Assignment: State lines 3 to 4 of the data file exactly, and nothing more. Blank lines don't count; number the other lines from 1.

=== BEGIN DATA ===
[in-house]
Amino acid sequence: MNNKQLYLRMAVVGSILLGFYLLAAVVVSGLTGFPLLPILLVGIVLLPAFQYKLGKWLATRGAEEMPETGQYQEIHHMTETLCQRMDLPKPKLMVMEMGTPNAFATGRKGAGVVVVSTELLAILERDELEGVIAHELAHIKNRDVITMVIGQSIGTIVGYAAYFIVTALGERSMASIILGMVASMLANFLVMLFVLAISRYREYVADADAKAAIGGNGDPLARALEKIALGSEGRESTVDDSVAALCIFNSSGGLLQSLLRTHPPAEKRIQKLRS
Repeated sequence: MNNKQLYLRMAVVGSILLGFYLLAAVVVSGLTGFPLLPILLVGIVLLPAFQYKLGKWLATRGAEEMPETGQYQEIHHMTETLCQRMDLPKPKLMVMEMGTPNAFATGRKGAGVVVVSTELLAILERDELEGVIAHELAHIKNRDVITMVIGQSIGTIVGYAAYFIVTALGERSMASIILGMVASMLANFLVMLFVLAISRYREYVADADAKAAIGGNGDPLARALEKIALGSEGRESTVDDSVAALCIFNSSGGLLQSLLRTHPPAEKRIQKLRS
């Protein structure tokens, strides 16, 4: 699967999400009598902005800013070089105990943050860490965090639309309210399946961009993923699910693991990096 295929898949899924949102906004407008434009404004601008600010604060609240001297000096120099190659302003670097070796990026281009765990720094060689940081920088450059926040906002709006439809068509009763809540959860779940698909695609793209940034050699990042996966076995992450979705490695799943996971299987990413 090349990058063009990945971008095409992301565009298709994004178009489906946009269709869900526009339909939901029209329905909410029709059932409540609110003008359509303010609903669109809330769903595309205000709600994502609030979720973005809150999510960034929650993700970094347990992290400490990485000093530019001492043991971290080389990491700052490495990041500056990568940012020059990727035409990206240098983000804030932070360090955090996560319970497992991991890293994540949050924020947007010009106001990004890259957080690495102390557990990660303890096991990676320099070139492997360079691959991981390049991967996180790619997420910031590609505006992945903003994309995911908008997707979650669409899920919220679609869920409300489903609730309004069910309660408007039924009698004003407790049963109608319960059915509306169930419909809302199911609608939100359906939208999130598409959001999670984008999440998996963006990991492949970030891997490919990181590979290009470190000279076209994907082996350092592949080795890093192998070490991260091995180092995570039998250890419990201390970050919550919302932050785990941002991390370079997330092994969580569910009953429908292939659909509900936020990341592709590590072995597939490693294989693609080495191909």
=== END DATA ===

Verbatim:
Repeated sequence: MNNKQLYLRMAVVGSILLGFYLLAAVVVSGLTGFPLLPILLVGIVLLPAFQYKLGKWLATRGAEEMPETGQYQEIHHMTETLCQRMDLPKPKLMVMEMGTPNAFATGRKGAGVVVVSTELLAILERDELEGVIAHELAHIKNRDVITMVIGQSIGTIVGYAAYFIVTALGERSMASIILGMVASMLANFLVMLFVLAISRYREYVADADAKAAIGGNGDPLARALEKIALGSEGRESTVDDSVAALCIFNSSGGLLQSLLRTHPPAEKRIQKLRS
């Protein structure tokens, strides 16, 4: 699967999400009598902005800013070089105990943050860490965090639309309210399946961009993923699910693991990096 295929898949899924949102906004407008434009404004601008600010604060609240001297000096120099190659302003670097070796990026281009765990720094060689940081920088450059926040906002709006439809068509009763809540959860779940698909695609793209940034050699990042996966076995992450979705490695799943996971299987990413 090349990058063009990945971008095409992301565009298709994004178009489906946009269709869900526009339909939901029209329905909410029709059932409540609110003008359509303010609903669109809330769903595309205000709600994502609030979720973005809150999510960034929650993700970094347990992290400490990485000093530019001492043991971290080389990491700052490495990041500056990568940012020059990727035409990206240098983000804030932070360090955090996560319970497992991991890293994540949050924020947007010009106001990004890259957080690495102390557990990660303890096991990676320099070139492997360079691959991981390049991967996180790619997420910031590609505006992945903003994309995911908008997707979650669409899920919220679609869920409300489903609730309004069910309660408007039924009698004003407790049963109608319960059915509306169930419909809302199911609608939100359906939208999130598409959001999670984008999440998996963006990991492949970030891997490919990181590979290009470190000279076209994907082996350092592949080795890093192998070490991260091995180092995570039998250890419990201390970050919550919302932050785990941002991390370079997330092994969580569910009953429908292939659909509900936020990341592709590590072995597939490693294989693609080495191909």